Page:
Today, it can safely be said that most American Jews don’t observe the Sabbath in any manner, but it seems that complaining about declining Shabbat observance is itself a longstanding American Jewish tradition. Jenna Weissman Joselit writes:
During the waning years of the 19th century, a coalition of clergy and laity formed a succession of “anti-desecration” leagues, peopled by “earnest, zealous, and persevering men of honor and excellence of character.” In the 1880s, the members of the Sabbath Association, taking their cue from the abolitionists, constituted themselves a “movement” designed to influence Jewish public opinion. It sought to “induce” Jewish storekeepers to stay shut and Jewish consumers to desist from making the rounds on Saturday, while also encouraging everyone else—all those “erring Israelites”—to attend services.
When doubts about the viability and relevance of the Sabbath persisted [after World War II], the Conservative movement, then American Jewry’s fastest-growing denomination, decided after much internal to-ing and fro-ing to abolish some of the Sabbath’s traditional interdictions. It sanctioned the use of electricity, cars, and other appurtenances of modernity on the Sabbath, hoping these remedial measures might alter the course of things. They did not. Postwar American Jews remained as inattentive to Shabbos’s charms as their predecessors, leaving the newly built pews of the suburban synagogue just as empty as those of their urban predecessors.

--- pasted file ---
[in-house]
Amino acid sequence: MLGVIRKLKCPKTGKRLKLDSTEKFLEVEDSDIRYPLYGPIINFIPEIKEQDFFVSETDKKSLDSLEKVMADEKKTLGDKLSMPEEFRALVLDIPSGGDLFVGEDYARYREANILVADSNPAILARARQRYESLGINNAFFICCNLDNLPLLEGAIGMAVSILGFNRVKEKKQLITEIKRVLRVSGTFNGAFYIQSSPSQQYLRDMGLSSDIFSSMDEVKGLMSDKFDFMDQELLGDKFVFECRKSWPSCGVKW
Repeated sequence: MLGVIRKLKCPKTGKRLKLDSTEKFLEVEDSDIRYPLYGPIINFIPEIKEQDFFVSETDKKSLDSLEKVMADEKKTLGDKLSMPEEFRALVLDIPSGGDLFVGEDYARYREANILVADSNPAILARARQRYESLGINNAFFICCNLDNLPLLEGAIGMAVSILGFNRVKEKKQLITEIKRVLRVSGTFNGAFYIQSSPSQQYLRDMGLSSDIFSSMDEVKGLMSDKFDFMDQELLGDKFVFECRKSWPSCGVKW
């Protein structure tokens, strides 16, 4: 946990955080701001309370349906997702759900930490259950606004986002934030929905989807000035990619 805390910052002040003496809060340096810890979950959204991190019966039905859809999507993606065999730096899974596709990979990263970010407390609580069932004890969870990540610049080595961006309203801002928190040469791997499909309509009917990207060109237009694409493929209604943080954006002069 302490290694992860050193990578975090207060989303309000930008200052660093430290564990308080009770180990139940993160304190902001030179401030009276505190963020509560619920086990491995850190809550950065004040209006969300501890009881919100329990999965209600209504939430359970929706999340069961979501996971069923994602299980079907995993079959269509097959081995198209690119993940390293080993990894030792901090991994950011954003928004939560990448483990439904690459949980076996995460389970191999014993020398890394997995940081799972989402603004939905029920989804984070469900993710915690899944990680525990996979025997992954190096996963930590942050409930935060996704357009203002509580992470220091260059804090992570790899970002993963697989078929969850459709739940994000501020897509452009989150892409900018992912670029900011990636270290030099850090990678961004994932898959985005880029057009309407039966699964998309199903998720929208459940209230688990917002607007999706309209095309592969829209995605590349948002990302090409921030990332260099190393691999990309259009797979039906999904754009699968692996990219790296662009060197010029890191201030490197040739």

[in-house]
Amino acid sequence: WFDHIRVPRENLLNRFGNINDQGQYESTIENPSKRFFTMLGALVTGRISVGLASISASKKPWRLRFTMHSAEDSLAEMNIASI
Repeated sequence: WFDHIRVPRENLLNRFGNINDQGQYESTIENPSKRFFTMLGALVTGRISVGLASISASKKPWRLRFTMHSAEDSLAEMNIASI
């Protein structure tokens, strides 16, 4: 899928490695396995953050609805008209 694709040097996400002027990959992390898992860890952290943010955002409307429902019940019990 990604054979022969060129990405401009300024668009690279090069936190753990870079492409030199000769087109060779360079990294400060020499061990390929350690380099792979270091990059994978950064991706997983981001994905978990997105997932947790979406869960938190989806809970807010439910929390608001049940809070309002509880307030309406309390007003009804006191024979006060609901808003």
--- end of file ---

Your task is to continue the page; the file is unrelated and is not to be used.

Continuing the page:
For a brief spell in the early 1950s, the traditional day of rest received a momentary boost in popularity, spurred on by the publication of A.J. Heschel’s The Sabbath in 1951. A lyrical embrace of and salute to tradition, its emotional approach to the Sabbath, to the sanctity of time, momentarily won over many more adherents than technological access, especially after the Conservative movement’s United Synagogue made a point of distributing the text to its members as a part of its National Sabbath Observance Effort, a national campaign to highlight the Sabbath’s importance and, concomitantly, to supply young suburban Jews with the “know-how and know-why.”